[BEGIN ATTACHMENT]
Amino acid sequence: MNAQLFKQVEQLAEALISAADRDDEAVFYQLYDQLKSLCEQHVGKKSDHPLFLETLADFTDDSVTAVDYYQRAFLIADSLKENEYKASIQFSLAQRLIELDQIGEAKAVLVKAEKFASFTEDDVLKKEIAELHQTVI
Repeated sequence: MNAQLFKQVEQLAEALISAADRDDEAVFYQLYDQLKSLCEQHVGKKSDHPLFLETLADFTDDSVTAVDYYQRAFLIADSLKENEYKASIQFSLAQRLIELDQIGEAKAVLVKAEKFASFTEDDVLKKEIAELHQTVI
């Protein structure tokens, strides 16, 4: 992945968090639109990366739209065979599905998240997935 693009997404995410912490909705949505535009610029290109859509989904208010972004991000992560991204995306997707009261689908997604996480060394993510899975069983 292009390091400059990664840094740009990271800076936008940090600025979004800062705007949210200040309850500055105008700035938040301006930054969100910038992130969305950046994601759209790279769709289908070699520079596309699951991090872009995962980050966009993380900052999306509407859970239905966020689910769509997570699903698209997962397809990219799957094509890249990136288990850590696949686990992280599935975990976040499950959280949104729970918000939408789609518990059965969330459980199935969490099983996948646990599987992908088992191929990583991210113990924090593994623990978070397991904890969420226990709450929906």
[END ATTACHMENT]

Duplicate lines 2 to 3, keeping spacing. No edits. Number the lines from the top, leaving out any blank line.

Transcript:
Repeated sequence: MNAQLFKQVEQLAEALISAADRDDEAVFYQLYDQLKSLCEQHVGKKSDHPLFLETLADFTDDSVTAVDYYQRAFLIADSLKENEYKASIQFSLAQRLIELDQIGEAKAVLVKAEKFASFTEDDVLKKEIAELHQTVI
């Protein structure tokens, strides 16, 4: 992945968090639109990366739209065979599905998240997935 693009997404995410912490909705949505535009610029290109859509989904208010972004991000992560991204995306997707009261689908997604996480060394993510899975069983 292009390091400059990664840094740009990271800076936008940090600025979004800062705007949210200040309850500055105008700035938040301006930054969100910038992130969305950046994601759209790279769709289908070699520079596309699951991090872009995962980050966009993380900052999306509407859970239905966020689910769509997570699903698209997962397809990219799957094509890249990136288990850590696949686990992280599935975990976040499950959280949104729970918000939408789609518990059965969330459980199935969490099983996948646990599987992908088992191929990583991210113990924090593994623990978070397991904890969420226990709450929906």